Sajid Javid, the UK Home Secretary, has called on Russia to explain the Wiltshire poisonings, as he warned of the risk of Britain's towns becoming "dumping grounds" for nerve agents.
Mr Javid said it was "completely unacceptable for our people to be either deliberate or accidental targets", after a couple were poisoned by the same Novichok used in the Salisbury attack.
Charles Rowley (45) and his 44-year-old girlfriend Dawn Sturgess remain critically ill after being exposed to the substance. They were reportedly left frothing at the mouth and hallucinating.
It was the same type of poison used against Sergei Skripal, the 66-year-old former Russian spy, and his daughter Yulia (33) in a suspected Kremlin-backed assassination attempt in Salisbury in March.
Amid fears the public could still be at risk, UK security minister Ben Wallace earlier confirmed the "working assumption" was the couple taken ill in Amesbury - around 12km from Salisbury - were not targeted victims, but encountered the substance accidentally.
Novichok can be inhaled as a fine powder, absorbed through the skin or ingested.
Mr Javid told the House of Commons: "The use of chemical weapons anywhere is barbaric and inhumane.
"The decision taken by the Russian government to deploy these in Salisbury on March 4 was reckless and callous - there is no plausible alternative explanation to the events in March other than the Russian state was responsible."
Confirming Britain will be consulting with international partners and allies following the latest developments, Mr Javid said: "The eyes of the world are on Russia, not least because of the World Cup.
"It is now time the Russian state comes forward and explains exactly what has gone on."
He accused Moscow of working to undermine UK and international security, saying: "We will stand up to the actions that threaten our security and the security of our partners."
And he warned against a possible Kremlin disinformation campaign, telling MPs: "We have already seen multiple explanations from state-sponsored Russian media regarding this latest incident.
"We can anticipate further disinformation from the Kremlin as we saw following the Salisbury attack."
Mr Javid added: "It is completely unacceptable for our people to be either deliberate or accidental targets, or for our streets, our parks, our towns to be dumping grounds for poison."
Earlier, Mr Wallace said Russia could "fill in all the clues to keep people safe". He called on Moscow to provide information, saying: "The Russian state could put this wrong right. They could tell us what happened. What they did. And fill in some of the significant gaps that we are trying to pursue.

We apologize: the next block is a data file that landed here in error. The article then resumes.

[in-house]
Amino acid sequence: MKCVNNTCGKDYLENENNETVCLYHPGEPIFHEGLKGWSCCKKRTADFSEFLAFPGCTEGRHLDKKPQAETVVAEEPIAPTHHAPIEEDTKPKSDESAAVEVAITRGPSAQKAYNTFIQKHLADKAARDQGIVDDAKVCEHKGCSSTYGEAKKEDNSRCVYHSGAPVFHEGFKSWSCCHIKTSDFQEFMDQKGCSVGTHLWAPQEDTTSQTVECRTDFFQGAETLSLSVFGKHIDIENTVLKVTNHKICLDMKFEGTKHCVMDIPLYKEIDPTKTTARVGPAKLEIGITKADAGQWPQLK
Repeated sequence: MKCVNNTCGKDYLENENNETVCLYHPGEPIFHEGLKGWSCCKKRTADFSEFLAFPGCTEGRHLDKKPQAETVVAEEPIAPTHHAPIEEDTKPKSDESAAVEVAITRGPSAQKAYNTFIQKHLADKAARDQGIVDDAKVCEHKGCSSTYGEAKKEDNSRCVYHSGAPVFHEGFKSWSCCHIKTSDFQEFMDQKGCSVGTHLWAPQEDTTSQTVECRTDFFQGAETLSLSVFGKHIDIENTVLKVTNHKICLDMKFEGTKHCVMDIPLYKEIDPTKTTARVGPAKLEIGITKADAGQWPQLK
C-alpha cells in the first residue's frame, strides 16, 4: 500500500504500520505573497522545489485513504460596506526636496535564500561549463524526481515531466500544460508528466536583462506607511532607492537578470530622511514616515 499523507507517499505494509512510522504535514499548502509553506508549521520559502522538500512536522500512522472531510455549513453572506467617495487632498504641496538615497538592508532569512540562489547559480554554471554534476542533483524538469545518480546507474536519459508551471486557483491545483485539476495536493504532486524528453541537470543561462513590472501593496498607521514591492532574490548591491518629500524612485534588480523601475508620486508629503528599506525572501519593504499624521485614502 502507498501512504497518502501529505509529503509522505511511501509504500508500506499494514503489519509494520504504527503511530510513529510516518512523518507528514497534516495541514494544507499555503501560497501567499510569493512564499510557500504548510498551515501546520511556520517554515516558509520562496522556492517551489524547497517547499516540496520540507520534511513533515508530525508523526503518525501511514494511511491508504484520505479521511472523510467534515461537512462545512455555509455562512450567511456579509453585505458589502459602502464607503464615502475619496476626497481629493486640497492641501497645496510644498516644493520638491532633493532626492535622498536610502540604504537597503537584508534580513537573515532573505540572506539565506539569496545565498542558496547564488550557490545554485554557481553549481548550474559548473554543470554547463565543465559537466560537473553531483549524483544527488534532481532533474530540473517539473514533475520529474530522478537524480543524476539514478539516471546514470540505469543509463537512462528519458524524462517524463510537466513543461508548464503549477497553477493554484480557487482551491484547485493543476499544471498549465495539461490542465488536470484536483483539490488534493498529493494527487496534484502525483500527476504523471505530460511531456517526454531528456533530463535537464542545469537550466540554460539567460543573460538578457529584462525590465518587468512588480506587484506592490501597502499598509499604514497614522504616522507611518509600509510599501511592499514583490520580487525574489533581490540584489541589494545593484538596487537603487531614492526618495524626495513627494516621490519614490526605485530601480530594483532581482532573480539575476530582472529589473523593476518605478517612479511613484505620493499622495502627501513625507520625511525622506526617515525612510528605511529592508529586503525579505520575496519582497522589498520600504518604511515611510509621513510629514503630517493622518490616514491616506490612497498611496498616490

"We have said they can come and tell us what happened. I'm waiting for the phone call from the Russian state. The offer is there. They are the ones who could fill in all the clues to keep people safe."
As Mr Rowley and Ms Sturgess remain in comas in hospital, the Kremlin "categorically denied" any Russian involvement in the original Salisbury attack and claimed Britain "showed no interest" in a joint investigation.
But, linking the incident to the attack on the Skripals, Mr Wallace said: "I think what we said at the time was that this was a brazen and reckless attack in the heart of a very peaceful part of the United Kingdom.
"That is part of the anger I feel about the Russian state, is that they chose to use clearly a very, very toxic, highly dangerous weapon."
The Kremlin described the Amesbury poisoning as "disturbing", but said it had not received any appeal from the UK about the incident.
"It triggers profound concern in connection with the similar incidents in the UK," Kremlin spokesman Dmitry Peskov said in Moscow, adding: "We wish them a speedy recovery."
Police have said there is nothing in the couple's background to suggest they had been deliberately targeted.
Investigators are understood to be working on a theory that Mr Rowley and Ms Sturgess came into contact with the deadly substance in a part of Salisbury city centre that was outside the clean-up area.
Authorities will now face questions as to whether the multi-million-pound decontamination effort failed.
Mr Wallace added there was a low risk to the public, stating: "In the whole area of national security, we can't give 100pc guarantees, and we try to minimalise the risk, and I know the people of Salisbury will be anxious. We are giving a low risk, but take some precautions."
Test results from the government's Porton Down laboratory confirmed the substance was Novichok, which was developed by the Soviet Union in the 1970s as a new kind of chemical weapon that would be harder to detect and more potent than existing nerve agents.
People who visited the areas cordoned off in the city over recent days have been warned to wash their clothes and wipe down any items they were carrying at the time.